Civil Law Articles
Call Our Lawyers NOW
1300 636 846

7am to Midnight , 7 Days

Have Our Lawyers Call YOU

Commercial Leases in South Australia

Written by Michelle Makela

Michelle Makela is one of our Legal Practice Directors and the National Practice Manager. She holds a Bachelor of Laws, a Bachelor of Science (Psychology) and a Master’s in Criminology. Michelle has had a varied career, working in commercial litigation, criminal law, family law and estate planning. Michelle joined Go To Court Lawyers in 2011. She now supervises a team of over 80 solicitors across Australia.

Commercial leases in South Australia are leases entered into with respect to commercial premises such as retail shops and office buildings.  They are interests granted by one party, the landlord, to another, the tenant.  Across the Australian States and Territories, the terms of commercial leases are generally not regulated by statute but by the common law.  This means that the parties to a commercial lease have a lot of scope to decide the terms of the lease themselves.

In South Australia, some leases relating to retail shops are also subject to the rules contained in the Retail and Commercial Leases Act 1995.  Additional rules affecting commercial leases are contained in the Real Property Act 1886.

Be aware of a “ratchet clause” that stops any rent decrease on market review.

Retail shop leases

A “retail shop lease” is a lease which relates to a retail shop or a retail shop together with an adjacent dwelling. A retail shop can be inside or outside of a retail shopping centre. If you are a tenant under a retail shop lease, your annual rent is less than $400,000 and the duration of the lease is greater than a month, then your lease will be subject to the rules in the Retail and Commercial Leases Act 1995.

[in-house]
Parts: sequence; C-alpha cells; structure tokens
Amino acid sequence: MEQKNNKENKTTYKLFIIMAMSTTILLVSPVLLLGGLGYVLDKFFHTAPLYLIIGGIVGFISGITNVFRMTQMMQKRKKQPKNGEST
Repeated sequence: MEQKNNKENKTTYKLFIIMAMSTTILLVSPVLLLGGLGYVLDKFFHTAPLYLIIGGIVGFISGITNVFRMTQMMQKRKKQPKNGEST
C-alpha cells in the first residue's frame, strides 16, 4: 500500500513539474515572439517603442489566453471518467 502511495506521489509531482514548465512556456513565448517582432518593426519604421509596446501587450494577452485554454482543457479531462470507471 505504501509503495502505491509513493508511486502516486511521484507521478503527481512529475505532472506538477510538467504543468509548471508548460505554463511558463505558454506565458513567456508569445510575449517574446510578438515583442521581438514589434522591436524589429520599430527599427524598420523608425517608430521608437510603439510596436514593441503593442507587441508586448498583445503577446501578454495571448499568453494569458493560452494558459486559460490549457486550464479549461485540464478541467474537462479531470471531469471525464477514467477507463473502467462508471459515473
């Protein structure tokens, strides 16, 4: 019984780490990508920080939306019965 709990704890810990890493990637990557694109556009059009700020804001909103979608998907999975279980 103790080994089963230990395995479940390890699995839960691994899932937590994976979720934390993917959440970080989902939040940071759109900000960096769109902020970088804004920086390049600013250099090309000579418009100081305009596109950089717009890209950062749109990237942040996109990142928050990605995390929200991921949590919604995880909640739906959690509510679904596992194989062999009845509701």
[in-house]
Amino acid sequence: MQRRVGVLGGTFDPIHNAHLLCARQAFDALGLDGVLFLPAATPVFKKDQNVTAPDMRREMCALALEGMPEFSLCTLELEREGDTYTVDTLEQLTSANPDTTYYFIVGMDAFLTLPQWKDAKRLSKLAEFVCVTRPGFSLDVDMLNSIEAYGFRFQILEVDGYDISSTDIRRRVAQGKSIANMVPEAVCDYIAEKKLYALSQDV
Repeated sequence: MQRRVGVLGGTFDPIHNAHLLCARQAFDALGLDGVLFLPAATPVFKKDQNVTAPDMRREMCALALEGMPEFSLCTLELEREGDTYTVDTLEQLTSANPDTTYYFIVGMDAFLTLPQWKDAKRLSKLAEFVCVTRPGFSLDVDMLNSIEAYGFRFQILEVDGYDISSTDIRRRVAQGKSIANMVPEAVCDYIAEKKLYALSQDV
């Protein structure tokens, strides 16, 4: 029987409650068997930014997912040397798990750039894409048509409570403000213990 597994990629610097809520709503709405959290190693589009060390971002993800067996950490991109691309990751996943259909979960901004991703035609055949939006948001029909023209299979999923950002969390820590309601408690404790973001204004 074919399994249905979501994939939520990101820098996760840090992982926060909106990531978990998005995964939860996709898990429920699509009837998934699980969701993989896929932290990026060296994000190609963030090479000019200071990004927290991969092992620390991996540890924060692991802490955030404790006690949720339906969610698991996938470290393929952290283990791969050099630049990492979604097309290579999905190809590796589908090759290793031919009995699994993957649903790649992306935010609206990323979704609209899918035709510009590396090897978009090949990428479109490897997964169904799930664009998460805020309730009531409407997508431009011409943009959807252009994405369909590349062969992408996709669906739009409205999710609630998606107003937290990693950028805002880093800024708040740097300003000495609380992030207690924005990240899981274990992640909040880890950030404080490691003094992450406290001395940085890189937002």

This means you are entitled to certain additional protections and restrictions on what can be included in the lease. Any inconsistent terms in the lease itself are overridden by these rules. Some examples of these rules include:

  • You are entitled to receive a copy of the lease at the negotiation stage, together with a disclosure statement setting out the key terms of the lease and matters that are relevant to operating a retail business. For example, if the retail shop is in a retail shopping centre, the disclosure statement will set out the number of parking bays available to customers and the tenant mix of the shopping centre;
  • Retail shop leases must have a minimum duration of 5 years (including rights of renewal);
  • A premium cannot be charged by the landlord for granting the lease;
  • For retail shops located in retail shopping centres, the existing tenant has a preferential right of renewal if the landlord chooses to re-let the premises;
  • A tenant cannot be required to pay the value of any land tax to the landlord;
  • “Ratchet clauses”, which are clauses preventing a decrease in the rent, are not legal in retail shop leases; and
  • Certain rules only apply to retail shop leases in retail shopping centres. For example, a retail shop lease for a retail shop in a retail shopping centre cannot require the tenant to advertise or promote their business.